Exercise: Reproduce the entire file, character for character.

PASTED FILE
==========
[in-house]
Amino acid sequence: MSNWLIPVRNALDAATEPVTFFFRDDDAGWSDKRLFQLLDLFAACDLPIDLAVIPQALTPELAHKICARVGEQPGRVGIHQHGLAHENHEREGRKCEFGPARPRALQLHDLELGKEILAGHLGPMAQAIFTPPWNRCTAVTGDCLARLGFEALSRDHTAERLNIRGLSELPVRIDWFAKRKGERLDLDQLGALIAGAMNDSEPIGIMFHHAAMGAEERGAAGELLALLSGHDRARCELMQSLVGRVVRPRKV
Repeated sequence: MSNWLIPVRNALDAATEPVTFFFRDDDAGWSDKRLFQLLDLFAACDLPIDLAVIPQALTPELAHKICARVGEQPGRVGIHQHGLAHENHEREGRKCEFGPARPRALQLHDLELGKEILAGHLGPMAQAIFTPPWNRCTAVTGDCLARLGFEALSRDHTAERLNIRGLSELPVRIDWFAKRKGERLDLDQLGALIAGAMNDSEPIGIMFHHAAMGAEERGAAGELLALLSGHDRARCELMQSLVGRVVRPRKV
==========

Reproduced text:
[in-house]
Amino acid sequence: MSNWLIPVRNALDAATEPVTFFFRDDDAGWSDKRLFQLLDLFAACDLPIDLAVIPQALTPELAHKICARVGEQPGRVGIHQHGLAHENHEREGRKCEFGPARPRALQLHDLELGKEILAGHLGPMAQAIFTPPWNRCTAVTGDCLARLGFEALSRDHTAERLNIRGLSELPVRIDWFAKRKGERLDLDQLGALIAGAMNDSEPIGIMFHHAAMGAEERGAAGELLALLSGHDRARCELMQSLVGRVVRPRKV
Repeated sequence: MSNWLIPVRNALDAATEPVTFFFRDDDAGWSDKRLFQLLDLFAACDLPIDLAVIPQALTPELAHKICARVGEQPGRVGIHQHGLAHENHEREGRKCEFGPARPRALQLHDLELGKEILAGHLGPMAQAIFTPPWNRCTAVTGDCLARLGFEALSRDHTAERLNIRGLSELPVRIDWFAKRKGERLDLDQLGALIAGAMNDSEPIGIMFHHAAMGAEERGAAGELLALLSGHDRARCELMQSLVGRVVRPRKV